I have an illegitimate son, he carries my surname. The father of my son is an Overseas Filipino Worker in Abu Dhabi. We had a misunderstanding and things had turned sour between us. He threatened me that he will no longer financially support our son.
I just want to clarify whether I can ask financial assistance from the father of my son even though we are not married and even if my son does not carry his father’s surname. If so, what are my remedies?
I hope that you will enlighten me on this matter.
“Helpless single mom”
Dear “helpless single mom”,
There are cases when support becomes a problem once the relationship of couples, married or unmarried, has turned sour. However, let this be a reminder to everyone that children should not suffer even if their parents had lost the love they once had for each other. The right of a child to support is an important matter which the law is bound to protect.
The use of an illegitimate child of his mother’s surname is in consonance with the provisions of Article 176 of the Family Code, which provides that illegitimate children shall use the surname and shall be under the parental authority of their mother. The use of the illegitimate child of his/her mother’s surname and vesting parental authority to the mother would not certainly disqualify such child to receive support from his/her father because the law confers upon the said child the right to receive support as provided for under Articles 194 and 195 of the Family Code.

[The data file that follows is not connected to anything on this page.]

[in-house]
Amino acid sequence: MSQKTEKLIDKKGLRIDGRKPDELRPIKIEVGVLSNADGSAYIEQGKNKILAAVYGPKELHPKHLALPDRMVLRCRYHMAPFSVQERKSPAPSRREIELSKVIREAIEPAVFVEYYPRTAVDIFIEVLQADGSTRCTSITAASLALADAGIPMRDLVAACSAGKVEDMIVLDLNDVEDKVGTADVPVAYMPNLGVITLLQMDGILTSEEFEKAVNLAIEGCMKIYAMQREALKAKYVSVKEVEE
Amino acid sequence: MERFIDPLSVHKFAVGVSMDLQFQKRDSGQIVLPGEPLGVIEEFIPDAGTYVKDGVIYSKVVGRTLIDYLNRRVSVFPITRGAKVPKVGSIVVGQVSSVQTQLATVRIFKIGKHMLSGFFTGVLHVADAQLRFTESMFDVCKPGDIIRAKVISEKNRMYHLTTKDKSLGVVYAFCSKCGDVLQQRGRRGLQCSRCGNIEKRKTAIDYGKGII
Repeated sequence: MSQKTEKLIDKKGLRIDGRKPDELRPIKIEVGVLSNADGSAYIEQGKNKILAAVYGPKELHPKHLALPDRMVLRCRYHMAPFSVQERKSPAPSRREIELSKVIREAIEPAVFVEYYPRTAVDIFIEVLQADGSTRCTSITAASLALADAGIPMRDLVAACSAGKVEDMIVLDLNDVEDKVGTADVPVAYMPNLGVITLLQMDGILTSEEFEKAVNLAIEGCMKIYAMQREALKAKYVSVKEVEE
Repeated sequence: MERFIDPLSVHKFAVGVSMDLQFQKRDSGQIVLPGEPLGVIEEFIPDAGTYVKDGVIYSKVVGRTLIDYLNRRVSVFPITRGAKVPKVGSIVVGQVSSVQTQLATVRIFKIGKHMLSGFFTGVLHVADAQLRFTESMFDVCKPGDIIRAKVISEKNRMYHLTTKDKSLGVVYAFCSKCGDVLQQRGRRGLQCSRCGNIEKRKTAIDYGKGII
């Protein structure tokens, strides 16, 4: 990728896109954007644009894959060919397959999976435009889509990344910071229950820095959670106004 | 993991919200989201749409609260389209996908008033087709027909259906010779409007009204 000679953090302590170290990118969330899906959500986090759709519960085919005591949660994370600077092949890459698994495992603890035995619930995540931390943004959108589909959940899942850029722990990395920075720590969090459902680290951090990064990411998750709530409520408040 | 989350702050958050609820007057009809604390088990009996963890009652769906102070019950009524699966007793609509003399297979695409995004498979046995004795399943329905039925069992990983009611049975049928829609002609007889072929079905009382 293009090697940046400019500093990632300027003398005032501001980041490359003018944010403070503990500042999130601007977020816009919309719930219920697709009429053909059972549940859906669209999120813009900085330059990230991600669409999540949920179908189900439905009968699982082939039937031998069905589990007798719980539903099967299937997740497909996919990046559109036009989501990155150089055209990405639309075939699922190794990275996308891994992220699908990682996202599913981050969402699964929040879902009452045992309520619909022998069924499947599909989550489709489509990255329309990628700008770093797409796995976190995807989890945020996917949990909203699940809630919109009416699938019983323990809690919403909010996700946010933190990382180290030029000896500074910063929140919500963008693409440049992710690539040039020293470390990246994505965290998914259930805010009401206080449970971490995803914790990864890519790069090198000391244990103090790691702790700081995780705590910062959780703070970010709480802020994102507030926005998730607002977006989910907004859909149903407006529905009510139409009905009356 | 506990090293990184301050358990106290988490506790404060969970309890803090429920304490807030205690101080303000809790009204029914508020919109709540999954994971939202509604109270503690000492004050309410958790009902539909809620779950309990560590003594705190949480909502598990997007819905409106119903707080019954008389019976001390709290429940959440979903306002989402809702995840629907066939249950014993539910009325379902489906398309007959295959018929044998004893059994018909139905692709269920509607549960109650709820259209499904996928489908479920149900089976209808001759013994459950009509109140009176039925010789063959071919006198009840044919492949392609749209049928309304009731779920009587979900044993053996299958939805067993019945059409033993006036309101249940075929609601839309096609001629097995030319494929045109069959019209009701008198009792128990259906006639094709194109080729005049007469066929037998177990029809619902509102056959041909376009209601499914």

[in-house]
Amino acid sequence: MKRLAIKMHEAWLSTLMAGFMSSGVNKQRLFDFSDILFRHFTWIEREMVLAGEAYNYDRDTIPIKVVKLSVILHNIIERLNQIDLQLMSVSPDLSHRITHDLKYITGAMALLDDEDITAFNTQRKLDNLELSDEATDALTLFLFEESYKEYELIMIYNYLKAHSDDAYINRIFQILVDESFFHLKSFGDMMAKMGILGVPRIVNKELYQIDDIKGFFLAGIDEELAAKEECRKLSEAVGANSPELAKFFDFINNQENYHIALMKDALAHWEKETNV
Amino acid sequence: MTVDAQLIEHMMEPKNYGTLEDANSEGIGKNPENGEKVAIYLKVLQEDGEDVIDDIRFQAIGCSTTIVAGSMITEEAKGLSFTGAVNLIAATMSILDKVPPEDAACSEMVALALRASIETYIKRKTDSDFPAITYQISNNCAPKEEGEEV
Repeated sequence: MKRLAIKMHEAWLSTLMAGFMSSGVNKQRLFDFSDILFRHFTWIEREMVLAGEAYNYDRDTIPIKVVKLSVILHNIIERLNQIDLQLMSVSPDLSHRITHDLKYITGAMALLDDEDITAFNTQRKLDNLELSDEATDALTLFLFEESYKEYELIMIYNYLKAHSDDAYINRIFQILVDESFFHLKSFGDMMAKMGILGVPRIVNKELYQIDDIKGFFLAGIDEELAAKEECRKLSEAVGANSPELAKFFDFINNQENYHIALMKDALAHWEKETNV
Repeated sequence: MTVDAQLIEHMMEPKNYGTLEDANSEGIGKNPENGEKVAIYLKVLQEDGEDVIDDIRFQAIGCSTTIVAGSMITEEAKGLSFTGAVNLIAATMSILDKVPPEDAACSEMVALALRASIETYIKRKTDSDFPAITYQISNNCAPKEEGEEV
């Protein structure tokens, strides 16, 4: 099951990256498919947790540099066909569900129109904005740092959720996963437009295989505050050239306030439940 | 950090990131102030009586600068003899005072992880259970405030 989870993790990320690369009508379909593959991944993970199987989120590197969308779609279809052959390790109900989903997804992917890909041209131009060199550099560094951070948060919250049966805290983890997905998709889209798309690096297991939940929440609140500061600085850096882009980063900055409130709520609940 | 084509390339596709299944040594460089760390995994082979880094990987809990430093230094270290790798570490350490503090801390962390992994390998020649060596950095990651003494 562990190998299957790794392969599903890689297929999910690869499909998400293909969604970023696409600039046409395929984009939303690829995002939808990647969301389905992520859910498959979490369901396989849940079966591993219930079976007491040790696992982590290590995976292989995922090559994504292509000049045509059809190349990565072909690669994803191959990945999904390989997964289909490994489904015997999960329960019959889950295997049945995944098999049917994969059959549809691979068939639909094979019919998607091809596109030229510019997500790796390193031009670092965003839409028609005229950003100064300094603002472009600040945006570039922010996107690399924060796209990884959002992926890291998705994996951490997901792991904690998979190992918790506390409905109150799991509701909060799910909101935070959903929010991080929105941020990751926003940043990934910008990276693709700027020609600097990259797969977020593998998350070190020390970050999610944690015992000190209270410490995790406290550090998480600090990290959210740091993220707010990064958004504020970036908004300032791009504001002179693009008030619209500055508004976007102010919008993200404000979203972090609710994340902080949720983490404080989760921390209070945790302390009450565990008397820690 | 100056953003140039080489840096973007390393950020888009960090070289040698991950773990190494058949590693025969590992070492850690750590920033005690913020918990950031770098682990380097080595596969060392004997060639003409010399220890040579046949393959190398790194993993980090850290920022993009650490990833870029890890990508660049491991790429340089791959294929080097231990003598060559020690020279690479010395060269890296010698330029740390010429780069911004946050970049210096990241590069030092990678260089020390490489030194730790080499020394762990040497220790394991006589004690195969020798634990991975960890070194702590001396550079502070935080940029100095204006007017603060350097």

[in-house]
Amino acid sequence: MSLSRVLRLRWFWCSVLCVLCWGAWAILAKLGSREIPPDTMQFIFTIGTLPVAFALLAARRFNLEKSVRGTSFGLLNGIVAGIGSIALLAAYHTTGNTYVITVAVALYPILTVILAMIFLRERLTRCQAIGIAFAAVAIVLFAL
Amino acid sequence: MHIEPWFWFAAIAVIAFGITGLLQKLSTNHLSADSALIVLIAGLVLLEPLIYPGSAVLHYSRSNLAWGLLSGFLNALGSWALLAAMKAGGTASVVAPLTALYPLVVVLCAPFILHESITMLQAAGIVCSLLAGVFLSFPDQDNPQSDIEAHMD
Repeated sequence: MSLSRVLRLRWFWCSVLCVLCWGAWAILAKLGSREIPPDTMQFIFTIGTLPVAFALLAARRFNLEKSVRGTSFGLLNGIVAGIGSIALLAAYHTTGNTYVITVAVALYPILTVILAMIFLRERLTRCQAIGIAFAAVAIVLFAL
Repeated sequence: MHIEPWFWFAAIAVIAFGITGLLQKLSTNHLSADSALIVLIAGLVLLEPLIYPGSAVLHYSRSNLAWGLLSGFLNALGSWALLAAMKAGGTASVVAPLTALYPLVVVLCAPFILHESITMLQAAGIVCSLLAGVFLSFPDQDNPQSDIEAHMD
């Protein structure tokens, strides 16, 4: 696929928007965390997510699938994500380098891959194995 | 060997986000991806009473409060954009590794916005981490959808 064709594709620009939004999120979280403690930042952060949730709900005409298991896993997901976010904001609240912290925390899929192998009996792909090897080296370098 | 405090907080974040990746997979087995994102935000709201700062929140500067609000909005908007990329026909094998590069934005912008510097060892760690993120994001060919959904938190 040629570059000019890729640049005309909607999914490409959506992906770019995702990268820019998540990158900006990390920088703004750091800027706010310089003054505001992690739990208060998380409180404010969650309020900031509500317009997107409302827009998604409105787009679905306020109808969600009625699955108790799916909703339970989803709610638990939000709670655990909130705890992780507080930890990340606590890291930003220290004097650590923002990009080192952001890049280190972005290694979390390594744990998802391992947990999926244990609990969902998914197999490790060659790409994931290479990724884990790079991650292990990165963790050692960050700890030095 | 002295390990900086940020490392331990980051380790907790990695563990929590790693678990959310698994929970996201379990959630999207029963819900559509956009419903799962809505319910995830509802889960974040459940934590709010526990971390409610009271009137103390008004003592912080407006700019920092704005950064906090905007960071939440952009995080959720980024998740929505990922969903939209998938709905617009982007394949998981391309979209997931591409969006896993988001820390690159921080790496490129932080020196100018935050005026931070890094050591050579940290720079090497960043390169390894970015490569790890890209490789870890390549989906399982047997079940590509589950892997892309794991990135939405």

Support comprises everything indispensable for sustenance, dwelling, clothing, medical attendance, education and transportation, in keeping with the financial capacity of the family (Article 194, Family Code of the Philippines). The education of the person entitled to be supported shall include his schooling or training for some profession, trade or vocation, even beyond the age of majority. Support for education also includes the fare in going to and from school.
The obligation to give support shall be demandable from the time the person who has a right to receive the same needs it for maintenance, but it shall not be paid except from the time of the date of judicial or extrajudicial demand (Article 203, The Family Code of the Philippines).
Based from the foregoing, you can demand from the father of your child either by personally asking him for support or by filing a case in court to demand support in behalf of your child. However, in your present situation, since, there is a threat that your child’s father will no longer give support, you have to file the necessary case in court. An action for support may be qualified as an action which affects the personal status of a person. As defined, status means a legal personal relationship, not temporary in nature nor terminable at the mere will of the parties, with which third persons and the state are concerned (cited in Remedial Law Reviewer, 2001 Revised Edition, page 244). In other words, it is an action where the relationship of your child and his father is at issue.